Taylor, in the meantime, had started using the relaid Valley Parade pitch to train on and credit to all that it withstood a bad winter better than many other surfaces. The trapping of success include a good surface and on that City have progressed this year. The supporters – underwhelmed probably – respected it enough to stay off it after the final game of the season.

The winter of bad weather also saw a season ticket promotion which prompted calls of amateurism from the club on the one hand and on the other asked questions about the strategic direction of the club. There is a worry that the club create direction and policy on the hoof and looking at a “cheap and cheerful” promotion which prompted a response of being “cheap and nasty” those thoughts seemed to be confirmed. It was not just the cackhandedness of the advertisement but its inability to communicate the message that City’s season tickets were superb value, a message which was lost in the infamous Santa Dave advert.

All of which led to a comment in The City Gent and threats passing from club to fanzine. Legal action was mentioned and once again the club was at loggerheads with supporters. One has to wonder if – on reflection over the season – these fall outs between the directors and the supporters which increasingly crop up should be approached differently. Mark Lawn’s car is vandalised and he talks about winding the club up. Mike Harrison talks out of turn and there are threats. The City Gent’s John Armitage criticises and there is talk of legal action.

Perhaps it is time to look at a new approach?

2004, and all that

Administration looms large over the summer and it will be said that this is not the time to talk about anything except securing the future of the club but those who battled to put the club in the hands of Julian Rhodes in 2004 for Mark Lawn to join him in 2007 will recall only too well the talk of how supporter would be at the heart of the new Bradford City. The club saved by the fans would not forget the fans. If 2010/2011 tells us anything it is that the supporters of Bradford City are to toe the line.

I speak as someone who has sat with Mark Lawn this season. He is not an unreasonable man and in talking to him one cannot help but be sympathetic to a man who clearly loves the club, clearly is trying his best, and clearly is crying out for assistance. Jason and I heard him talk about how the supporters interact with the club. How the OMB is used in anonymity and how a “Friends of Bradford City” scheme could be used to raise much needed funds and while these things are true the tone of the conversation stands as a stark contrast to 2004’s rhetoric. The club that was saved by the fans putting in a six figure sum is now telling them what to think, or so it might seem.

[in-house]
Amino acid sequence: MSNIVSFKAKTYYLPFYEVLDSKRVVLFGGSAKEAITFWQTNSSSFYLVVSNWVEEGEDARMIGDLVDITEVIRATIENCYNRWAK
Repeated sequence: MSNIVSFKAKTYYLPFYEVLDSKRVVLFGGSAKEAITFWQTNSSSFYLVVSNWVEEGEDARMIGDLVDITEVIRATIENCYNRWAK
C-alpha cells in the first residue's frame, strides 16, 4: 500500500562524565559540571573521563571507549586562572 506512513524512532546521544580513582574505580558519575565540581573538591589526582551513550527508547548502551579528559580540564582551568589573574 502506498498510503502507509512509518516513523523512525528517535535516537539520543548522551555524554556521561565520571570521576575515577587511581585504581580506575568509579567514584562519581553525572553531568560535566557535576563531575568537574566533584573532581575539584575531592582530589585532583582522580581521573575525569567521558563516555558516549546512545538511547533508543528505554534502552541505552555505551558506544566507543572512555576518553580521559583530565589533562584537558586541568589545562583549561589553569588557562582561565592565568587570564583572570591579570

Lawn cuts an isolated figure at times. He admits to his blustering style but one wonders if it belays a worry that his aims for the club will never be realised. He is at great pains to paint out that his door is always open but one wonders if an open door is enough. Bradford City as a club pledged itself in 2004 to be more about the supporters. Perhaps Lawn and his fellow directors need to engage with supporters in a more active way. Show me a hundred Bradford City fan and I’ll show you a hundred skilled people across many fields. The only time these people ever get asked for help is when there is snow to be cleared from the field on a winter afternoon.

Indications from the club are that there are developments on this and it will be interesting how much the club are prepared to let go in the interests of supporter involvement. The benefits of supporter involvement are all in engagement. At the moment Bradford City is a product consumed by supporters – and in that context the customer complaints procedure is pretty bad – and how long any club should carry on in that way is debatable. In 2004 this was going to be our Bradford City. That spirit needs revisiting especially as we once again skirt the waters of administration if only because the loss of it has contributed to rendering the club in the position it now finds itself in.

Should this not all wait until after Administration?

There seems little doubt that Bradford City are in for a torrid summer and one might think that talk about learning the lessons form 2010/2011 off the field can wait until we know for sure that there will be a 2011/2012. Were you to think that, dear reader, you may be correct.

However our experience after 2004 tells us that things said in the heat of a troubled summer fade in the winters of a season and many of the problems the club finds itself in can be put down to the distance that emerged between supporters and City in the last ten years.

The atmosphere at Valley Parade is atrocious but with supporters set firmly is customers rather than invested parties there is little invitation to do much more than pay up and turn up, little reason for many to treat professional football as a thing they are invested in.